A lot of expats living in the Netherlands don’t make the effort to learn Dutch. It is understandable; almost everyone speaks English to a high standard, and Amsterdam is as close as you can get to a truly international city (I remember hearing somewhere that less than 40% of Amsterdammers are Dutch).
However, Dutch has got a bit of a reputation for being a difficult language to learn, and having studied German for many years, I can’t personally see where this comes from. Compared to many languages, Dutch has relatively little grammar to fuss over. Not to mention the Dutch having a very relaxed attitude to grammatical correctness (not helped, presumably, by the official language changing so frequently, that no one really knows what is correct any more).
But the thing is, the more languages you learn, the better you get at learning languages – particularly languages with the same common ancestor. So if you know French, picking up Spanish and Italian becomes easier, and if you know German and English, picking up Dutch is just a question of getting drunk and alternating words between languages 😉
There is certainly an element of talent needed, and an “ear” for languages helps a great deal, but there are undoubtedly languages which sit at very different levels on the easy-hard spectrum. This list gives an indication of the difficulty of different languages for English speakers (as measured by number of weeks it takes to get to a good level of general proficiency. German is under “other” and fits somewhere between category I and II). Notice how Dutch is classed as one of the easiest languages?
Now I’m not saying that learning any foreign language is easy. According to that list even the easiest foreign languages take around 600 hours of class time to achieve a good proficiency, and that’s for educated, Foreign Service Institute students who already have an aptitude for languages, and most likely know a few other foreign languages already. And my belief that Dutch is an easy language (as languages go) is of course influenced by the fact that I studied German and French for many years at school, plus a year or so of Latin, Ancient Greek and Spanish, and some non-formal exposure to Danish. So of course, I am more linguistically inclined then most.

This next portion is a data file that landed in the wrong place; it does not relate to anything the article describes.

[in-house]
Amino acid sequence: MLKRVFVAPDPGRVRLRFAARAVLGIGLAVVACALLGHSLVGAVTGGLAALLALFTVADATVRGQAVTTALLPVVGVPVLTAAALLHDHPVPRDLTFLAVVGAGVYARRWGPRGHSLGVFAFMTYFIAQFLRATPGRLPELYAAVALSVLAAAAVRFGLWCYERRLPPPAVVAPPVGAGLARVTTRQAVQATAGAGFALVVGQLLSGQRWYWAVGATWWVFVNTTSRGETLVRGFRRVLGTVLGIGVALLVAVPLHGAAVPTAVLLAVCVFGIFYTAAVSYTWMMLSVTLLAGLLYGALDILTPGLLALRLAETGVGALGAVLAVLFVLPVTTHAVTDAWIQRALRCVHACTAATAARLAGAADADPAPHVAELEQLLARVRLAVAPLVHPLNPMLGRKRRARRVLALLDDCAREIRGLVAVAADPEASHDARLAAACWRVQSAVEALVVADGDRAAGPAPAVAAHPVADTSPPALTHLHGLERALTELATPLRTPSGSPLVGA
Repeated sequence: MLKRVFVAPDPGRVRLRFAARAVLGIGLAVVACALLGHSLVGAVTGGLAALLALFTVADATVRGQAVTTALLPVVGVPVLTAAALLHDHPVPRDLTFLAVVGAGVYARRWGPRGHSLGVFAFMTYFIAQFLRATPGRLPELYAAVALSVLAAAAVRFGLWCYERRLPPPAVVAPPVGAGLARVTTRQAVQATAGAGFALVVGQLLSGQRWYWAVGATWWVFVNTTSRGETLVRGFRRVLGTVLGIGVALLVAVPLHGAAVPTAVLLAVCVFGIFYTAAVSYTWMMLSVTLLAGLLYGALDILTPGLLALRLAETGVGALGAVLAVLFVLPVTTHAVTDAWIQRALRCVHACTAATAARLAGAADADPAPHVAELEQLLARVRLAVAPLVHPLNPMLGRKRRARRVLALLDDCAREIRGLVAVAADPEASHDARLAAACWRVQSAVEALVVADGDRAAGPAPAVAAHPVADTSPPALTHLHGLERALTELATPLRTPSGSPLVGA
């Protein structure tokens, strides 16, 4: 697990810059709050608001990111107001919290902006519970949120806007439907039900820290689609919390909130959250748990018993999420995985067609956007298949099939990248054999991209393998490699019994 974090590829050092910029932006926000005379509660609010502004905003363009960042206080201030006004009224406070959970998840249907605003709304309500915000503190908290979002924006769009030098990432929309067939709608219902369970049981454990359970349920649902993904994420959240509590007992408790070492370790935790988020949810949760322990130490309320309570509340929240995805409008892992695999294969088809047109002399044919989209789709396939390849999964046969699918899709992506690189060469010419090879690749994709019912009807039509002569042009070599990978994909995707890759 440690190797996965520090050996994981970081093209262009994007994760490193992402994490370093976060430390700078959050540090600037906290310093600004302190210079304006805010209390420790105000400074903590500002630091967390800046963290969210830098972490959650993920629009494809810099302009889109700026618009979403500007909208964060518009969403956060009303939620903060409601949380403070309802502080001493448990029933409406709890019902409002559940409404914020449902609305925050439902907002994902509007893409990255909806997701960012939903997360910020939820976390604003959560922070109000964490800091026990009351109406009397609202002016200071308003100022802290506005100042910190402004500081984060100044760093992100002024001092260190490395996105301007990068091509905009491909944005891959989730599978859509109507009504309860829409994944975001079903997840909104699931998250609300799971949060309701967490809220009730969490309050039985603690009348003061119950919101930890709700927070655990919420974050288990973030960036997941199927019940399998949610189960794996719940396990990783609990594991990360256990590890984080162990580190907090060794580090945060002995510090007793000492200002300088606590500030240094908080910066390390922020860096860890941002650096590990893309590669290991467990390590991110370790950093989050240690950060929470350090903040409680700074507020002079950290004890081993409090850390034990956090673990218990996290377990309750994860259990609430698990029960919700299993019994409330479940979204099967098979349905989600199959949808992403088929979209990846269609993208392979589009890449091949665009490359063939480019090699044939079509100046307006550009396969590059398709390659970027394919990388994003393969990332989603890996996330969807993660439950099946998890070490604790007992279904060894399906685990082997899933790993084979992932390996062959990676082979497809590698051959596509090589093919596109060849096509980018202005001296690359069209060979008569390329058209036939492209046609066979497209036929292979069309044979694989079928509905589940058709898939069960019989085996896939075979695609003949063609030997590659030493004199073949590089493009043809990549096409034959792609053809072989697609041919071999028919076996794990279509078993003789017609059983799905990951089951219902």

But my current argument is that Dutch is just “simple German” (ha, I bet I just pissed off a lot of people with that statement), and for that we’re going to need some tables. Learning German grammar tables was the bane of my school existence, and when I got to learn Dutch I was delighted to know that no such torture awaited me. Let me illustrate.
The definite article – “THE”
The indefinite article – “A/AN”
*Note: keine is the negative of eine, which has no plural form. But keine (no/none) can be used in the plural: “Er hat keine Bücher.” (He has no books.) – “In Venedig gibt es keine Autos.” (In Venice there are no cars.) Source: german.about.com
I’m not even kidding.
I could continue along these lines (look up German adjective endings if you want a chuckle), but I think you get the picture. Even saying “the” or “a” in German is fraught with potential errors, and it really takes a lot of study and discipline to learn German to the point where you get these simple things right most of the time. Dutch doesn’t have this barrier, which I think makes it far more accessible than people believe.
Dutch is undoubtedly grammatically simpler than German, but as a Dutch student I can’t say that it’s easy without looking like a total dick. The hardest part, for me, is understanding the Dutch when they talk. It’s not that they speak quickly, as in Spanish, but rather that they seem to think actually saying all of the words in the sentence is just far too much hassle. So letters, syllables and words are dropped and run together, much like in Yorkshire (‘t is actually an accepted way of saying “het”). Then on top of that you have to deal with the multitude of accents and dialects that exist in such a small country, some of which really sound nothing like the Dutch I learn in class.
My knowledge of German may help me write to a higher level of Dutch, but it’s not going to help me talk to the average Dutch person. For to truly excel in a language, you need frequent and prolonged exposure, practice, and dedication. I hope one day I can get there.